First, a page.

One-Eyed Cat: Northern European (Germanic, Celtic and Slavic) Paganism

This is the magic of Freyja and I am her völva: a seer, priestess and oracle.

Sharing wisdom taught by the Norse Gods over twenty years of practice, I teach safer seiðr / seidhr (Norse trance work and fate-magic), reverent animism, and deeper workings with the Gods and land spirits through respect for all life and peoples. We'll also explore the wider Eurasian influences on central and northern European religion, including Norse, Slavic, Celtic, Baltic, Siberian, Mediterranean and ancient Indo-European beliefs and discuss how to apply them to contemporary practice.

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Four Moral Lessons from the Ancient Irish Pagan Epic "The Tain" (also known as "The Cattle Raid of Cooley")


1. Not listening to women is dumb, and sets you up for a world of pain. (Don't ignore the young female druid / seidhkona... you get the picture).

2. Stupidity (and hubris) are equal opportunity. It's Queen Maeve who ignores the warning from the wisewoman Fedelm. It's the men following her who compound it. It's Maeve's husband who insults her enough to make her start the war Fedelm knows will be a blood bath. And it's Cu Chulainn who keeps on going despite the goddess Morrigan placing herself directly in his path and warning him of his violent death.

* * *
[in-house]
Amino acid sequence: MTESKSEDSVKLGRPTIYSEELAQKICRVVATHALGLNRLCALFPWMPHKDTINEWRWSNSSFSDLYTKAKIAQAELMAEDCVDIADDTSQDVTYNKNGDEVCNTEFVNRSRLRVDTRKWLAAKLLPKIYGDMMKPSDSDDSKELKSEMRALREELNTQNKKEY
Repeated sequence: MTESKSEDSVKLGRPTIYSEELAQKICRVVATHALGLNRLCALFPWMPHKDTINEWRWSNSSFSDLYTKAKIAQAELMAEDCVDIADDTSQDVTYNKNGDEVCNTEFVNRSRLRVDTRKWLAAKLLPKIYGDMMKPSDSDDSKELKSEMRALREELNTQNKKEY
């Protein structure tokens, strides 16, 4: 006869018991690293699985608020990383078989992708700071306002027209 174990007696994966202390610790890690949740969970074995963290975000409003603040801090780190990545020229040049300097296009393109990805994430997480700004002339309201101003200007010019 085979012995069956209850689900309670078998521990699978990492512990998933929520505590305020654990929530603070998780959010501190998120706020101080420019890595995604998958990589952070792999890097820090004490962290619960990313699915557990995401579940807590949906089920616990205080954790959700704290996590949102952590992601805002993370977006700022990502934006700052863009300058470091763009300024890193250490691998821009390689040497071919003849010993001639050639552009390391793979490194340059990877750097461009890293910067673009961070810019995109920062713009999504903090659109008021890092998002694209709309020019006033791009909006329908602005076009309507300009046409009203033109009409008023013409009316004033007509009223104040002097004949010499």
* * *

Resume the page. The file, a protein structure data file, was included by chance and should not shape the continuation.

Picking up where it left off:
3. Don't steal from your neighbors, or exploit them. The misery just gets passed around.

and 4. Don't be cocky when you're up against a badass, regardless of how young (or old) they look. Nicely paired with #1.

Also, did I mention not listening to women is dumb? That should be plastered across every cliff notes version of this story, before the antagonist is even discussed. Along with Lugh's teenage avatar learned all his warrior mojo from a lady.

Esoteric symbolism is all about in this epic... like all myths, the stories weren't only on a literal level as entertainment or moralism.. Yes, we know. And all of the above still applies.

For background, see,

For my experiences with Irish deities and myth (including Lugh, who is wonderful), and how to properly honor one of the Irish Goddesses, according to her, see:

Image credit: Cú Chulainn in battle, from T. W. Rolleston, Myths & Legends of the Celtic Race, 1911; illustration by J. C. Leyendecker. Courtesy of Wikipedia.

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Shirl Sazynski is a priestess trained directly by Frey, Odin and Freyja. She is passionately committed to returning the Gods' magical and spiritual wisdom to our awareness, healing the rift between us and our ancestors and strengthening our friendship with the Gods, the land and the spirits sharing our world.

Her column, "One-Eyed Cat", runs in Witches and Pagans Magazine and she also writes as /@Modern_Volva on Medium. An oracle, icon painter and author, her work has appeared in both popular and pagan media.


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